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Deck is stacked against average citizens

July 28, 2013|By TIM ROWLAND

The French revolution of 1789 was bloody. The Republican revolution of 1994 was symbolic. The Egyptian revolution of 2011 unified dissimilar factions. But they all proved one thing: It’s a lot easier to throw bombs from the outside than it is to actually govern.

French revolutionaries championed liberty, virtue, universal voting rights, abolition of slavery and elimination of the death penalty. And to implement this agenda, they thought it was productive to guillotine everyone in sight, until they themselves were guillotined five years later.

“Contract with America” in hand, Republicans in 1994 took control of the House of Representatives, something they hadn’t done since 1954. But once in power, they were promptly led off a cliff by Speaker Newt Gingrich, who incorrectly calculated that a government shutdown would be blamed on the Democratic president, not the Republican Congress. Four years after his election as speaker, Gingrich resigned under a cloud of ethics investigations.

The results of the Egyptian revolution are still unknown. Two heads of state have come and gone. The first proved incompetent; the second, autocratic. Neither was what the Egyptian people had in mind, so its first stab at democracy ended in an undemocratic coup.

What the lesson of all this seems to be, and what the world — from Brazil to Turkey to the United States — seems to have intuited, is that a bad leader is worse than no leader at all.

We’re all familiar with the first half of the Lord Acton witticism: “Power tends to corrupt, and absolute power corrupts absolutely.” But it’s his next sentence that is more troubling: “Great men are almost always bad men.”

Yet, to take one example, “Occupy Wall Street” failed to gain traction in no small part because it had no leader, no strong personality to put the protesters’ grievances into a 30-second sound bite. Protests in Iran, Turkey, Brazil and the Arab states were led not by a person, but by the software programs written by the creators of social media.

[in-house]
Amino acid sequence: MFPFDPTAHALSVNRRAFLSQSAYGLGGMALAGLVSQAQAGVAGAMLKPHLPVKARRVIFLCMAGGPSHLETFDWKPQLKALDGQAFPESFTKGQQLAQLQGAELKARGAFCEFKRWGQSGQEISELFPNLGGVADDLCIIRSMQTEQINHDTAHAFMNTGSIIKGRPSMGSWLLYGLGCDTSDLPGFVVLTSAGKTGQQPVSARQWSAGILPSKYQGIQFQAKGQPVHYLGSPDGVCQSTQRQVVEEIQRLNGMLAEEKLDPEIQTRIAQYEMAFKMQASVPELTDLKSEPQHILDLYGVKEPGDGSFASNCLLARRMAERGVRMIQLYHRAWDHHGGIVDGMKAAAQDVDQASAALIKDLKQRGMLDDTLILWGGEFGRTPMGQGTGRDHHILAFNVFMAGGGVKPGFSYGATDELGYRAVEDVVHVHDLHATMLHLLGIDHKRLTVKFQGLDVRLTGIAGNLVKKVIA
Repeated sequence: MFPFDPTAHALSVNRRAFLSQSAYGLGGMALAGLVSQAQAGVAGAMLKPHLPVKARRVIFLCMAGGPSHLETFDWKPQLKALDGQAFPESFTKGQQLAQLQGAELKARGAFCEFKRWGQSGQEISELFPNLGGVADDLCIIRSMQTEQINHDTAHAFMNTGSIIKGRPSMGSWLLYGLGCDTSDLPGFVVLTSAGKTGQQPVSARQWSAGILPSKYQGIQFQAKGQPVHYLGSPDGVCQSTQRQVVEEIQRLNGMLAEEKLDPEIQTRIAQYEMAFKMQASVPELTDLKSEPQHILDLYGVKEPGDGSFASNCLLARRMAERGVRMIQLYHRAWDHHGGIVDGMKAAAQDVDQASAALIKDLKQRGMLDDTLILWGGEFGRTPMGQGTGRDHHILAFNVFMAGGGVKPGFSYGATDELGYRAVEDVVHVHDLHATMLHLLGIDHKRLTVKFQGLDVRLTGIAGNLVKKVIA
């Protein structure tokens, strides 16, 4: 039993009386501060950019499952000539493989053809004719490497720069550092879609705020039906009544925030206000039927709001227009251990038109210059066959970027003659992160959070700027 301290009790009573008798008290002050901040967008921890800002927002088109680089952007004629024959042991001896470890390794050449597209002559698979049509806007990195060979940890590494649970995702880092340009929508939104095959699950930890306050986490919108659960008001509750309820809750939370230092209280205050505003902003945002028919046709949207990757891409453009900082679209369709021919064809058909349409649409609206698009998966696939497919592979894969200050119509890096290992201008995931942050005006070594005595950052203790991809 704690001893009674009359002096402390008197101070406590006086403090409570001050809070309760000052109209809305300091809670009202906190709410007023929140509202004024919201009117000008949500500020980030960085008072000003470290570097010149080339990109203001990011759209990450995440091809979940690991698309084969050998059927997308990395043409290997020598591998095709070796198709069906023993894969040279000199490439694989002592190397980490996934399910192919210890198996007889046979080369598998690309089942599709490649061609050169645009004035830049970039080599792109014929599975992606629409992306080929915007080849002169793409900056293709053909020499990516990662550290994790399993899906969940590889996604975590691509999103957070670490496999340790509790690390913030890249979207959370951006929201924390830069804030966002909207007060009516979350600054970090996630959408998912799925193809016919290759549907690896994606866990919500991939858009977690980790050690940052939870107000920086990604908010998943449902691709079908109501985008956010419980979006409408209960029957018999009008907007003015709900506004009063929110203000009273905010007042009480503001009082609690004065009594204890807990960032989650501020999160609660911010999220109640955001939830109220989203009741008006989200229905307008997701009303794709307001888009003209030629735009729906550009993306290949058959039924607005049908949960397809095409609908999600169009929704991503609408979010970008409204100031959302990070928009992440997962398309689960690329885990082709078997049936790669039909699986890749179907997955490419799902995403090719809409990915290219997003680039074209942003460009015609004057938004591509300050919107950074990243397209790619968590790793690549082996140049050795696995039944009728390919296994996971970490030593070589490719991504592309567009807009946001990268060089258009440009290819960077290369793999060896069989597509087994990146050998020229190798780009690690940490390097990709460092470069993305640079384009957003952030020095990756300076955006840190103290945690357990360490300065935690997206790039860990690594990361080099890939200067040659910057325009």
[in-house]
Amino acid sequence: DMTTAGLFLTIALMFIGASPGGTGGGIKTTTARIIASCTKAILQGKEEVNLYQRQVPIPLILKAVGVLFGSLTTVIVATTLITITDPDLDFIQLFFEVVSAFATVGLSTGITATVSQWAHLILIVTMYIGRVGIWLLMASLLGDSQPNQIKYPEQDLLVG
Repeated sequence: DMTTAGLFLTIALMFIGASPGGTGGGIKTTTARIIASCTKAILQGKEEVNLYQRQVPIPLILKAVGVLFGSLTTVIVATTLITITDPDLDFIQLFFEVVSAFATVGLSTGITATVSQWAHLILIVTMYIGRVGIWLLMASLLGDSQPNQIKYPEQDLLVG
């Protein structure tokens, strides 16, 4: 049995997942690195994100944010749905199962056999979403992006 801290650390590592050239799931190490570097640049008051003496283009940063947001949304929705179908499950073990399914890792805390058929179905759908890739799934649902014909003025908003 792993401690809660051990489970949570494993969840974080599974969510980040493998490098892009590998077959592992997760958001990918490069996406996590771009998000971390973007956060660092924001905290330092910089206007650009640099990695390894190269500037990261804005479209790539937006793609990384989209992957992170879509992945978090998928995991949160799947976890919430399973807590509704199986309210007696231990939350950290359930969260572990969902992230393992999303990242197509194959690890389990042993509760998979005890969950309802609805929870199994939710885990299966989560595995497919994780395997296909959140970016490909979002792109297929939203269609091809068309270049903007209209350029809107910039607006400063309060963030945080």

Nor — the autocratic Arab states notwithstanding — did the reasons for these protests seem terribly compelling. The Turks were upset with development plans for an Istanbul park. Brazilians protested public transportation fare hikes. The Occupy movement swung impotently at faceless institutions.

Yet, no matter how superficial the origins of these protests might appear, they all had a common theme: Around the world, the deck has become increasingly stacked against average citizens.

It’s been nearly 40 years since Ronald Reagan popularized the term “welfare queen,” but even to the extent that such parasites did exist, they never came close to sucking the amount of financial blood that elite executives extract from the taxpayers of today.

Billions in corporate profits go untaxed, even as the IRS looks to squeeze a few bucks out of tea party groups; staples such as food and fuel have become gambling chips for hedge funds, putting consumer dollars into the pockets of commodity gamblers; congressional members who collect millions in farm subsidies vote to deny poor people $30 worth of groceries a week; consumers lose their right to sue corporations for injury, even as the court is declaring that corporations are “people” deserving of human rights and liberties; and banks lose billion-dollar bets and have to be saved by the taxes of people earning $40,000 a year.

The revolutions that dominated Europe in 1848 petered out after a year or two. “We have been beaten and humiliated ... scattered, imprisoned, disarmed and gagged. The fate of European democracy has slipped from our hands,” lamented the French anarchist Pierre-Joseph Proudhon.

Not really. He just didn’t wait long enough to see the final result; the seeds of distention can take decades to sprout.

So looking forward, what do today’s leaderless protests portend for the future? They almost certainly mean something — they are too widespread and universal in theme not to, even if their meaning might not become clear for another century.

Maybe they are a warning that unrestrained lust for money and/or power is the fatal flaw in democratic market capitalism. Maybe it means that one day our governments will be run not by flawed human beings, but by software programs blind to favoritism. Maybe it means that those at the tippy top will get the message and back away from this exponentially expanding behavior of vacuuming every last economic and political nickel out of the hands of the lower, middle and upper-middle classes for the enrichment and aggrandizement of themselves.

Don’t bet on that last one.

Tim Rowland is a Herald-Mail columnist. His email address is timr@herald-mail.com.

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